In Shakespeares Sonnet 146, the first words of the second line are missing. Based on the themes and metaphors of the rest of the poem, this writer believes that the second line should read, "[Leagued with] these rebel powers that thee array" (2). The phrase ties into the register of war, and illustrates the concept of the soul preparing for battle against the physical body.
Throughout the poem, Shakespeare uses various registers to convey to the readers that a persons physical body is a restraint on the soul. The first register portrays the idea of the soul as the center of ones "earth." In this sense, the word "earth" means a persons physical body. The physical body is described as "sinful earth" and can be interpreted as saying that humans are innately sinful creatures. People become a part of the earth when the exterior body dies, and thus the earth is described as "sinful" because it is composed of human bodies. The soul, on the other hand, is separate from the physical form. As a result, this sets the stage for the inevitable battle between the soul and the body because of the souls desire to be set free. "Poor soul, the center of my sinful earth," reads the first line of the poem. Indeed, the soul is trapped within the confines of the human body, and about to wage a battle against its "sinful" constraints. The physical body will become a permanent part of the earth when a person dies, and the soul does not want to be trapped within.
The second line, "[Leagued with] these rebel powers that thee array," seems to demonstrate the soul preparing to fight and break free from the confines of the body. According to the Oxford English Dictionary, the word "array" can be interpreted as "preparation for battle." The word "leagued" can mean "in association with; confederation, and alliance," just to name a few. So the choice of the phrase "leagued with" for the second line corresponds with the register of war since this line describes the preparation for battle. The soul is rebelling against the body, and is therefore "leagued with" these rebel powers, that is, the souls is battling the body for control. The soul is a rebel because it is going against the command of the body.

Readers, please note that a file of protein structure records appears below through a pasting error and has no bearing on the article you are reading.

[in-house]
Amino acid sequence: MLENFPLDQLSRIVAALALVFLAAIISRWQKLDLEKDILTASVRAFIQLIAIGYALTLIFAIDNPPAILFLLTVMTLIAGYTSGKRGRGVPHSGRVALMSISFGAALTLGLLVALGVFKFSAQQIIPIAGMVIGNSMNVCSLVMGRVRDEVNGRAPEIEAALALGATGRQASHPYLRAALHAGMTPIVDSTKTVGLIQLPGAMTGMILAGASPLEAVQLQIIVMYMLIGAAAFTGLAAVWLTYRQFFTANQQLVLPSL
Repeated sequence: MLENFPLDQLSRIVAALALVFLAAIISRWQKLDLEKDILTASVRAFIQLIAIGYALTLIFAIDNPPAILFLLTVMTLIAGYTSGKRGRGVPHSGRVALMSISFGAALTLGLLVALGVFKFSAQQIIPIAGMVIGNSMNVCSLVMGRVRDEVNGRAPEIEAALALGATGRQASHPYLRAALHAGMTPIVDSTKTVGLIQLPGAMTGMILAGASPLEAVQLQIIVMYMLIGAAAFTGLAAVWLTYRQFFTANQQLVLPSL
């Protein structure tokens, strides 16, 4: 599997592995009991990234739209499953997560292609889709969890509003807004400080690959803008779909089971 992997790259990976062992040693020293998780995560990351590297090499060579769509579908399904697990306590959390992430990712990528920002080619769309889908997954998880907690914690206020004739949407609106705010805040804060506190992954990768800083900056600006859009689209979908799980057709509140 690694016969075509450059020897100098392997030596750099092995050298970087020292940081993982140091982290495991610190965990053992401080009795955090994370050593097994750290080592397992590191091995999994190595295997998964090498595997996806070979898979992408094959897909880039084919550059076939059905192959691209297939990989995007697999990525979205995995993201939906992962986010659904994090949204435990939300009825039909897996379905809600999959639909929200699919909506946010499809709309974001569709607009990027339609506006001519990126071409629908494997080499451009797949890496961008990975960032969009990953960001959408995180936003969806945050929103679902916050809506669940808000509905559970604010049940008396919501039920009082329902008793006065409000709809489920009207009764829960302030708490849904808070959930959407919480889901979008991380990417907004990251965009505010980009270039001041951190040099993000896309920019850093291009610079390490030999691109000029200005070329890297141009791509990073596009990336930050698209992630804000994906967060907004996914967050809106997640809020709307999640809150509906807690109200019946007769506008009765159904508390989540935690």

"Shall worms, inheritors of this excess, eat up they charge? / Is this thy bodys end?" (7-8), is the question that illustrates the eventual result of death, which the soul is trying to escape by rebelling against the body. For worms will eat away at the corpse, and the body will eventually decompose into the earth. But the poem is saying that the soul does not have to die. "Then soul, live thou upon thy servants loss / And let that pine to aggravate thy store" (9-10), are lines which convey to the audience that the soul can continue to live even though the body has come to an end. Thus, the battle to live can be won by the soul, if it lets go of the physical body. "Why dost thou pine within and suffer dearth, / Painting thy outward walls so costly gay?" (3-4), means, "Why suffer and focus so much on the physical appearance, when that eventually goes away as the body ages and dies?" Shakespeare is telling the reader not to believe the idea that death is the end of everything. Death is the end of the physical body, but there is still the soul. That is what the battle is all about. There is a fight between the soul and the body for control, compounded by the unwillingness of humans to let go of the physical form.
"So shalt thou feed on Death, that feeds on men, / And Death once dead theres no more dying then," reads the last line of the poem, signifying the idea that once one accepts the death of the physical body, the soul can live forever because there is "no more dying" left to be done. The battle between the "poor soul leagued with these rebel powers" and the "sinful earth" of the physical body can only be resolved once the soul accepts that the time spent on earth in a body is temporary. The phrase [leagued with] is appropriate for the poem because it ties into the theme of battle. As time eventually goes by, the body ages, is consumed by worms, and returns to the earth. Yet the soul is able to live forever, having been "leagued with these rebel powers" in the fight against the body and is able to realize that letting go of the impermanent form can lead to a greater sense of existence.